• Orwell imagines a harsh political landscape characterised by a somewhat different scenario for political promises.
• Thousands of the vulnerable and desperately sick bought this false promise whose effects are yet to be known.
Ever read George Orwell’s novel Animal Farm (1945)? You should. After reading it you’ll be a little skeptical about political leaders.
Orwell imagines a harsh political landscape characterised by a somewhat different scenario for political promises.
Writing about the Russian Revolution’s inadequacies, he paints the image of a farm that overthrew its leader (Snowball) and replaced him with a leadership of “skilled” pigs.
The pigs then promised to reorganise society along populist lines with the animal workers being rewarded for their labour on a just and fair farm.
As was in Russia, where Stalin replaced Trotsky and Lenin’s vision with the Gulag camps and a system of brutal repression and corruption, the ruling pigs of Animal Farm gradually became human-like and their promises of change forgotten.
The book concludes with the leaders of Animal Farm maintaining and consolidating their power and riches; looting, raping and imposing an unbearable tyranny over the rest of the animal kingdom.
The novel clairvoyantly captures the human features that spell out the moral bankruptcy characteristic of the Machiavellian school of thought; the acquisition and retention of absolute power, wealth and privilege at any cost, which is symptomatic of political leadership throughout history.
Orwell, a brilliant political thinker of the twentieth century, predicted the phenomenon of rhetoric.
The historic Battle of the Cowshed, in which the animals captured the Kingdom from the humans, was told many times with lies to quell the pig’s displeasure.
And as time moved, there was need for a “spokespig” who would parse the absurdities of statements from the pigs’ administration.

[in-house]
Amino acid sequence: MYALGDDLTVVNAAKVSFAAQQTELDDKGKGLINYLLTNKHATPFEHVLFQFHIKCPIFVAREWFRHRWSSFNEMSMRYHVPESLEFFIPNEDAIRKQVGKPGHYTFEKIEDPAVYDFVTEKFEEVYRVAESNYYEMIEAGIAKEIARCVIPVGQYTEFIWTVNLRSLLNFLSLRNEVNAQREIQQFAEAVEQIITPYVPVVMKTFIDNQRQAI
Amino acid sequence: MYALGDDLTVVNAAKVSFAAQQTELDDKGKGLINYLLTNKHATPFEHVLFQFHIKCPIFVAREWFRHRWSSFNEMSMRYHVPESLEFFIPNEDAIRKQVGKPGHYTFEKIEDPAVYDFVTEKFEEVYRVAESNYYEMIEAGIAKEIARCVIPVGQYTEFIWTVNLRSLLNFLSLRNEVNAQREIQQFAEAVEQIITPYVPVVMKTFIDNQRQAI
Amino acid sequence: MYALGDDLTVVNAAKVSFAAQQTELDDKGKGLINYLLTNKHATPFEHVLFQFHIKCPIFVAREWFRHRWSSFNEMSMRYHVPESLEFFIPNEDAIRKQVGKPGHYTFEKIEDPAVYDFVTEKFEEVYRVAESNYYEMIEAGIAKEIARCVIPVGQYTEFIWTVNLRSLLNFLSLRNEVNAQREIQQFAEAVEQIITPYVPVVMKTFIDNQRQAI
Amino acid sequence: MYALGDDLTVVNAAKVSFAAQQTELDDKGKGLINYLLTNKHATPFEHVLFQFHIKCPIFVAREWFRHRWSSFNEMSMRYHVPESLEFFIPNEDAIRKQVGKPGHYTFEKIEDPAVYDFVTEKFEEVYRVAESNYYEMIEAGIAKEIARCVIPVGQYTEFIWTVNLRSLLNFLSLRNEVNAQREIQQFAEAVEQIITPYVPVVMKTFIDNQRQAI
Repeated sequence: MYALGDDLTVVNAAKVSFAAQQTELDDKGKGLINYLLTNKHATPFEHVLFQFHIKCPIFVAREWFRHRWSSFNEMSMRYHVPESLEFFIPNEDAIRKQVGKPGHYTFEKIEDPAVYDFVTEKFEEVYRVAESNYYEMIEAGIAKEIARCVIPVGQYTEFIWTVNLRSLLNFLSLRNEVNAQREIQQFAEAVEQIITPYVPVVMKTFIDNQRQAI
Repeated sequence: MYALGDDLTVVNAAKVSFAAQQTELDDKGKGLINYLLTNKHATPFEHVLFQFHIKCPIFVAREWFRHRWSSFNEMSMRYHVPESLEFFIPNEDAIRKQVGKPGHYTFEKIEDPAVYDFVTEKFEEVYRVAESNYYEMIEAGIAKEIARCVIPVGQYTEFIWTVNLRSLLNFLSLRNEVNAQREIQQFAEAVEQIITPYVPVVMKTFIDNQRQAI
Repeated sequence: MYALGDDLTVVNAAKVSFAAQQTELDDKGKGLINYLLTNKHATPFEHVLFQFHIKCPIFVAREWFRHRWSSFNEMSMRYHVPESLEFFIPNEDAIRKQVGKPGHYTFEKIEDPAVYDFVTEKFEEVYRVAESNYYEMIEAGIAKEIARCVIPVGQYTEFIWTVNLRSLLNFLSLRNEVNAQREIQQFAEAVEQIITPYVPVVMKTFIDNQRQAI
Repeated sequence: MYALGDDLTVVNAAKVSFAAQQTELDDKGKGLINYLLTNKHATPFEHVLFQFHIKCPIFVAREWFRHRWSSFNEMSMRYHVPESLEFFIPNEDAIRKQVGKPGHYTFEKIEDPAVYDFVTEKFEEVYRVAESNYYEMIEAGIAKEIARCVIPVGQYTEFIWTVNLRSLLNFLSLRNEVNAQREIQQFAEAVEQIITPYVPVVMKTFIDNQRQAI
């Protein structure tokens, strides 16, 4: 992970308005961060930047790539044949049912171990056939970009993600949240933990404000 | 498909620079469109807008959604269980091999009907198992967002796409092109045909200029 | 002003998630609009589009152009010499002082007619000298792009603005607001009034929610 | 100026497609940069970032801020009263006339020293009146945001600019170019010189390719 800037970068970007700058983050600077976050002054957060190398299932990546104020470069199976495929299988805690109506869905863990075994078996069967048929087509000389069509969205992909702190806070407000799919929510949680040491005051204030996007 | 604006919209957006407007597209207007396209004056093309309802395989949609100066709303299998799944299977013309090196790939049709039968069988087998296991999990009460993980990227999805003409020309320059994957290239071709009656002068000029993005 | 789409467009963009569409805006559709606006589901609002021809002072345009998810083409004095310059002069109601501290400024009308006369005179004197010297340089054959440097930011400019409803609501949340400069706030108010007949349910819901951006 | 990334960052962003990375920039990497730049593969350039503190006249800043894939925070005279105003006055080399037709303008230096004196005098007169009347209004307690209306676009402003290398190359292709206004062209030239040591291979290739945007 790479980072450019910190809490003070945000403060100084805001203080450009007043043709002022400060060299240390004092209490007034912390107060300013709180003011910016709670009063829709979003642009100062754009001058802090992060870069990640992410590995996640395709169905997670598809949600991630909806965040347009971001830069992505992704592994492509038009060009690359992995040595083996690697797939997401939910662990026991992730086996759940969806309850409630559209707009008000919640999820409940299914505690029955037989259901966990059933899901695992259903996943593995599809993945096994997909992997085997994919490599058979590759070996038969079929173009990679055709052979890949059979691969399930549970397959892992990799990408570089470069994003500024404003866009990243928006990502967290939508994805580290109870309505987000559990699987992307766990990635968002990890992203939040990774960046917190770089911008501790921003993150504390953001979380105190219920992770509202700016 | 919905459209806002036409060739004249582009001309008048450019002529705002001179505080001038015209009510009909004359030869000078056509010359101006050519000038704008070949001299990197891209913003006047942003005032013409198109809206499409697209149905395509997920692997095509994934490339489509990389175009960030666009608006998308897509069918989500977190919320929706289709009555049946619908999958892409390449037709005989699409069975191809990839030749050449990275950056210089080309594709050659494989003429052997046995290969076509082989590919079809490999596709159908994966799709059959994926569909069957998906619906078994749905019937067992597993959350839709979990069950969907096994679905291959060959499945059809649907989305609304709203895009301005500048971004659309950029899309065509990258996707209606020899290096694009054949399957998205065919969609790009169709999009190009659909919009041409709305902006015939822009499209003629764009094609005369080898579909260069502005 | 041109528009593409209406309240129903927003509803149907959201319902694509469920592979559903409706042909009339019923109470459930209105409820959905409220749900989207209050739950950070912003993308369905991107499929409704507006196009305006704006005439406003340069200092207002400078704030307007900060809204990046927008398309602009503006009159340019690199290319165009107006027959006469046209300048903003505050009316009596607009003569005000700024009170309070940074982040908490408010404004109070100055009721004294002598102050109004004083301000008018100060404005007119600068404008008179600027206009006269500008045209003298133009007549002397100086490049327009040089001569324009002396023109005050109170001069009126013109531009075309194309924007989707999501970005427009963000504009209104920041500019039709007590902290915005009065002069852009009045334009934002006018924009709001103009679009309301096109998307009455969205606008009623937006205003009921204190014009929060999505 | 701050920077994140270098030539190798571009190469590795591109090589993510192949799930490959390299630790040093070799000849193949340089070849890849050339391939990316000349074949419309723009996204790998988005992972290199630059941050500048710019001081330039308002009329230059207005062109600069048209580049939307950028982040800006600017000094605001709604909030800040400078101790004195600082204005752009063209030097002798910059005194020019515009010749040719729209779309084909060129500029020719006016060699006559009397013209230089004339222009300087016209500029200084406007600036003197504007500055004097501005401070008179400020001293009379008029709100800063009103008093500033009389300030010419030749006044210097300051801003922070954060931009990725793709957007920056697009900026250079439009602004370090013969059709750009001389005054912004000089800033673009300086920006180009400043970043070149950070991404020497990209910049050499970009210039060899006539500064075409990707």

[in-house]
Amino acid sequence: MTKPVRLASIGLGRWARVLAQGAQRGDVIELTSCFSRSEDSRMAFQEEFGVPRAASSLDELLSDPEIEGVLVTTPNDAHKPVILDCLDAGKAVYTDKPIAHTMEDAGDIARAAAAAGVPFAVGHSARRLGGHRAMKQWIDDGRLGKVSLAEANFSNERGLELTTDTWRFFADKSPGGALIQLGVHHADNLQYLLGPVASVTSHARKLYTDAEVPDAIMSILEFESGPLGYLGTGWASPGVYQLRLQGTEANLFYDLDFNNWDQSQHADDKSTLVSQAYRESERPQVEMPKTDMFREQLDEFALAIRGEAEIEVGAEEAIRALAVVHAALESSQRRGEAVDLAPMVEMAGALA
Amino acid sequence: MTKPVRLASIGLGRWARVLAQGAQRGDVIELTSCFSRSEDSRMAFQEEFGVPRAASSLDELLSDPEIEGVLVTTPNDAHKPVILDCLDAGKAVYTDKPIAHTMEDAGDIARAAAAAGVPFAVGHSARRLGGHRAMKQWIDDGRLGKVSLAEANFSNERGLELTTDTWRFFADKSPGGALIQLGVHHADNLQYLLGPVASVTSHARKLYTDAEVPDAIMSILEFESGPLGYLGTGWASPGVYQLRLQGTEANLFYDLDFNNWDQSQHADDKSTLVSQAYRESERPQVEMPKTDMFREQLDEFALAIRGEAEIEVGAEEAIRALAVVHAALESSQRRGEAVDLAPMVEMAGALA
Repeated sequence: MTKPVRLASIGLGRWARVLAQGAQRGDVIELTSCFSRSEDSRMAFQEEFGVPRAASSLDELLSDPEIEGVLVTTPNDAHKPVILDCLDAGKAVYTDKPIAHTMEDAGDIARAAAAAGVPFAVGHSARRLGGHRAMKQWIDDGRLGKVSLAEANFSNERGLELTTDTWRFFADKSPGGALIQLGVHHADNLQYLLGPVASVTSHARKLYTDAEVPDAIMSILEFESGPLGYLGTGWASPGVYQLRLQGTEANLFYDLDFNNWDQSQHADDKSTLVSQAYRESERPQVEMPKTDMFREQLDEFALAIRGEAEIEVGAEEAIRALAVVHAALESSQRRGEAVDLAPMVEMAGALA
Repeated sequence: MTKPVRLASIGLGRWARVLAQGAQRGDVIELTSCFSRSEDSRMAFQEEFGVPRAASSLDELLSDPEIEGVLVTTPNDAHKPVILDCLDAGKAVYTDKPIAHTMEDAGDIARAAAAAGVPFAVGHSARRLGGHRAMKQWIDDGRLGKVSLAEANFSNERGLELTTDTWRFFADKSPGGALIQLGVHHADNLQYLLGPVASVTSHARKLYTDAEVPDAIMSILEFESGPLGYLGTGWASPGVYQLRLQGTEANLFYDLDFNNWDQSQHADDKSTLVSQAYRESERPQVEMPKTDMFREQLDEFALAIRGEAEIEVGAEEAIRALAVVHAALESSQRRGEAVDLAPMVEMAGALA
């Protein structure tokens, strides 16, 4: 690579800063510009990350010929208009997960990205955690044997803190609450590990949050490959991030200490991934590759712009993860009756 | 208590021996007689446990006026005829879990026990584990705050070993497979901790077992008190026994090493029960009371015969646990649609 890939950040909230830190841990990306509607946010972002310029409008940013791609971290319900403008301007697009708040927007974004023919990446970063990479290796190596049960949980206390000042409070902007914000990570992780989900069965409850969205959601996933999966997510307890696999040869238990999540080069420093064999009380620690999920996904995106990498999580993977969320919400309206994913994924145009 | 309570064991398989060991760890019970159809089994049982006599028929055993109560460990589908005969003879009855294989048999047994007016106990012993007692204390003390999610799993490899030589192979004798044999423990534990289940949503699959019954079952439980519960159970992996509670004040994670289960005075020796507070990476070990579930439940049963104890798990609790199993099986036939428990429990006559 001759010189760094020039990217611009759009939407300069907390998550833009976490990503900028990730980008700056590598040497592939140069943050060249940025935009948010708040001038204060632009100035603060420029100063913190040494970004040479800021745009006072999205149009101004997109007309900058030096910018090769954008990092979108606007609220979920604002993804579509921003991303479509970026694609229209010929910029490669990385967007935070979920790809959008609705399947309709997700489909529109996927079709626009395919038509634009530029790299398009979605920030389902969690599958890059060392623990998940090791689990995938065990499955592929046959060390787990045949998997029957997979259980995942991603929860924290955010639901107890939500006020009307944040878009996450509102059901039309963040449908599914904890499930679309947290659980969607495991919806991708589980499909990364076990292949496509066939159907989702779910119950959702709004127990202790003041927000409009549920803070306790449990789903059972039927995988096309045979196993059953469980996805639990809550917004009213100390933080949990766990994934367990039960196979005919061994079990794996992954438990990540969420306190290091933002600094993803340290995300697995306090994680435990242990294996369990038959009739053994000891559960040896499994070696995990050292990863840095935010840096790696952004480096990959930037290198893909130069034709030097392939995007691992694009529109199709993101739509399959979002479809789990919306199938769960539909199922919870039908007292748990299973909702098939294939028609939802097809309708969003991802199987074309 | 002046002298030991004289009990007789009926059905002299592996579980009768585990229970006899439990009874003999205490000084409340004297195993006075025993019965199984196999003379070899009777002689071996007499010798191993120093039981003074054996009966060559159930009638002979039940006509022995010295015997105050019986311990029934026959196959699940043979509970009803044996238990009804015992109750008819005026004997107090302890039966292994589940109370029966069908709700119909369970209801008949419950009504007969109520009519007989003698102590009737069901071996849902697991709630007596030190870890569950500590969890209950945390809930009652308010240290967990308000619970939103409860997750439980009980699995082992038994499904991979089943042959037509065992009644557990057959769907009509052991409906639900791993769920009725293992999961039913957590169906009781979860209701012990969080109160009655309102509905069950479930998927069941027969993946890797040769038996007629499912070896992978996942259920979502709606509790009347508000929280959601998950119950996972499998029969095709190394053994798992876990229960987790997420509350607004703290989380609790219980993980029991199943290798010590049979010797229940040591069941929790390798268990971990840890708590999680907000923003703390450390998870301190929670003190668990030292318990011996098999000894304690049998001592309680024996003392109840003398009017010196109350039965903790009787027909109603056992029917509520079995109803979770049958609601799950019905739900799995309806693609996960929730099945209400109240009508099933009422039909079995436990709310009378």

One might argue that Cleon, a Greek strong man with popular support who often circumvented or dominated the normal avenues of power in an ancient Greek city-state offers a kind of precursor to the timeless story of Animal Farm.
Except that he often relied on brute force as much as rhetoric.
The novel may be a work of fiction which could have been written by William Shakespeare six centuries earlier or crafted into a tragic theatre play by Sophocles 23 centuries ago, but the substance of the story is relevant in modern times.
For two decades as the President, Gambia’s Yahya Jammeh succeeded in consolidating his political power by giving his people false hopes.
One memorable instance is when his office made the Gambians think that he had a miracle cure for terminal illnesses, a public declaration that left the scientific world and prestigious medical research institutions around the globe wheezing with dizzying suspicion.
Thousands of the vulnerable and desperately sick bought this false promise whose effects are yet to be known.
The lesson from the Gambian experience is that if problems of the citizens are enduringly hidden in politics, if a political idiom creeps in that no longer means anything to the people, then the time has come for the actor to take to the stage.
But not just any actors, actors who are prepared to step down from their personal stage and turn the real life of a nation into a stage.
The audience is from the outset dumbfounded, uncomfortable with the chutzpah, at that point enchanted and entranced.
For 22 years, Yahya Jammeh transformed the Gambia from the inebriated crowd into an inebriated country.
However, Gambia’s experience isn’t unique in a continent where leaders engage in strange acts to excite popular passions and foreclose reasoned discussion for self-aggrandizement.
In The Federalist, Hamilton warns against such leaders whom he says are paying an obsequious court to the people, thrilling their supporters by bucking the norms of political life, lie with impudence, and validate previously off-limits calumnies against the targeted “other,” and decline to follow rules and procedures.
There is also a growing consensus among political scientists that when a leader starts to appeal to the darker side of human nature, targeting the lowest common denominator in a culture, especially fear and anger, lashes out against every slight, “green lights” unproven redress by his/her supporters, and titillates his/her audiences by bluffs, then he/she is pursuing self-interests.
During elections, decision on social change and transformation is often polluted by fake promises.
Writing about mediocrity, Chinua Achebe recounts how the fabric of a country has been destroyed by banality, ineptitude, corruption and debauchery.
Political promises, he writes, tend to numb the mental faculties and make sure that mediocrity, banality, ineptitude, corruption and debauchery aren’t expelled behind the polling booth’s subtle pretence but shored-up so that a few powerful individuals continue with a powerful grip on almost all the institutions of society.
Achebe believes that this dishonesty thrives in many African countries because the system and political leadership make it “easy and profitable”.
Charles Onyango, Fellow at Moving Worlds Institute. [email protected]